The current Japanese healthcare system can be best understood by reviewing its origins. Japan’s health insurance program is a combination of two separately developed structures: employment-based health insurance and residence-based National Health Insurance (kokumin kenko hoken). Today, these two structures combine to form the basis of one of the largest health insurance programs in the world covering nearly the entire Japanese population and Japan’s long-term residents, over 127 million people.
Employment-based health insurance- Securing military and labor power
Prior to the 1920s, a form of health and life insurance was offered to workers through what were known as private mutual aid associations (minkan kyosai kumiai) for private sector workers and public mutual aid associations (kangyo kyosai kumiai) for public sector workers. Employers and workers could voluntarily contribute to these associations although benefits and contribution rates varied. This system transitioned to the current government regulated employment-based health insurance system in 1927 after the 1922 Health Insurance Law, which mandated that health insurance be offered to employees of firms with ten or more employees through what are known as corporate health insurance associations (kenko hoken kumiai).1 Like other parts of the health insurance system, these associations offer beneficiaries benefits and rates decided by the government. Despite its shaky start and initial financial instability, the program gained momentum as military labor needs increased and was further expanded to include firms with five or more employees in 1934. These programs have evolved into the two employer-based health insurance schemes that exist today: one for the public sector and employees of large companies and one for employees of small to medium sized companies.
National Health Insurance- Toward universal health coverage
Residence-based health insurance was delivered prior to the twentieth century through a system called the Jyorei system. Residence-based National Health Insurance (NHI) in its current form was established after the passage of the National Health Insurance Law in 1938, the same year the Ministry of Health and Welfare (the current MHLW) was established. The implementation of residence-based health insurance, however, was largely complicated by World War II. In addition, NHI was not successful in covering the entire population because municipalities, which were charged with local administration of NHI, were not mandated to establish local programs. As a result, approximately one-third of the population remained uninsured in 1956.2 To address this, an amendment to the National Health Insurance Law was passed in 1958 mandating that all municipalities establish and administer residence-based NHI programs. This push led to full coverage of the population by 1961.3 NHI covered 50% of healthcare costs at that time. In 1968, the benefit increased to cover 70% of healthcare costs. Overtime, cost-sharing has been adjusted. See Health Insurance System for more information.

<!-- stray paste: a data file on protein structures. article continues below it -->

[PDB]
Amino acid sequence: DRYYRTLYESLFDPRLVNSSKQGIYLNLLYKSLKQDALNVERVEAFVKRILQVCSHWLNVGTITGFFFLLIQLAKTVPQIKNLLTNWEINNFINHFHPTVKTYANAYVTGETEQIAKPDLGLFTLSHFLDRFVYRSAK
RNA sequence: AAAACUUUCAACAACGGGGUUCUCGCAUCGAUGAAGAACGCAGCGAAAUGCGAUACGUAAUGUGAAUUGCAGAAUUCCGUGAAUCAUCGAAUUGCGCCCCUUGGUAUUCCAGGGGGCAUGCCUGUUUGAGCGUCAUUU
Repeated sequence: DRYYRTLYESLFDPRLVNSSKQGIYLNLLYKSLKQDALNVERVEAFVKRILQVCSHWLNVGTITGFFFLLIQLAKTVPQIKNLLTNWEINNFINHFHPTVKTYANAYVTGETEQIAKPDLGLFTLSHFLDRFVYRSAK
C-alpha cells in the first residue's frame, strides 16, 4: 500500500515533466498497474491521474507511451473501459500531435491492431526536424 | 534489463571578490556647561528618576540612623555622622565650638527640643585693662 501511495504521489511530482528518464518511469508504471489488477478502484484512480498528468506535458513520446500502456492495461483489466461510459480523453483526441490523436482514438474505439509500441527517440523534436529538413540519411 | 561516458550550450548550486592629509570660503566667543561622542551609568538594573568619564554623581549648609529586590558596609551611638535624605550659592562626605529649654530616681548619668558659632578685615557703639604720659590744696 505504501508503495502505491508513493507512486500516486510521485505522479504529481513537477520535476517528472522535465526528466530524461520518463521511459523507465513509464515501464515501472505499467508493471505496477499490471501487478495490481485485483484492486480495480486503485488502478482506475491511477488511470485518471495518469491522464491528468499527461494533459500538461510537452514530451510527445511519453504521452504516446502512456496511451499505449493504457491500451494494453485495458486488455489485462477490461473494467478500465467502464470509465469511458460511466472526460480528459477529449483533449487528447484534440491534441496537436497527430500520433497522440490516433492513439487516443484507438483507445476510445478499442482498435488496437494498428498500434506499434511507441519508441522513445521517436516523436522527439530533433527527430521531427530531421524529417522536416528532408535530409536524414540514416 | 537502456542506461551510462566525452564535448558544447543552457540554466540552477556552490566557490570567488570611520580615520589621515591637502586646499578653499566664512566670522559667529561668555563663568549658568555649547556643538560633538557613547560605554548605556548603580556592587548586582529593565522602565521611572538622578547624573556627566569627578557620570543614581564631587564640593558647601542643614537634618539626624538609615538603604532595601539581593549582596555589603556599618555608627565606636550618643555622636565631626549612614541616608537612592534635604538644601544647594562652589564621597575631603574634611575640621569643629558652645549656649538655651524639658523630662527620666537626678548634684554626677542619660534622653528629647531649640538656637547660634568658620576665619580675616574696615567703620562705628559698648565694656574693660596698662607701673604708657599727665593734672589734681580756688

Coverage for the older population
In 1972, Japan forged a unique health insurance structure for older persons when it subsidized their 30% cost-share burden within NHI, effectively making healthcare free for most of those 70 and over through the reallocation of public funds.4 Between 1973 and 1980 healthcare spending for the older population increased more than fourfold leading to sustainability concerns and the eventual passage of the 1982 Health Care for the Aged Law. This law, which was implemented in 1983, put an end to free care for the elderly by requiring that older persons pay a small copayment.5 In addition, this legislation cross-subsidized the NHI program by transferring revenue from employment-based health insurance. As a result of these two reforms, the Health Care for the Aged Law is considered one of the most critical pieces of healthcare legislation in Japanese health policy history.
Free Healthcare for Older Persons: The biggest mistake in Japanese health policy
Free healthcare for older persons is known by the government in Japan as the “biggest mistake in Japanese health policy” (according to former officials of the MHLW). While it drastically improved access to care facilities for older persons, it resulted in the over-provision of care and products, including pharmaceuticals. Older patients flooded hospital waiting rooms and these areas quickly became social centers for this population. A typical conversation between two older persons in a waiting room at that time may have gone something like this: “How strange! It seems Mrs. Yamada isn’t here today. She must not be feeling well.” Hospitals essentially became a place to spend one’s free time. Because no-cost health care created such moral hazard, the government moved to revise the policy to include patient cost-share. However, implementing a co-payment after providing the service for free was politically challenging and the process ultimately took 30 years.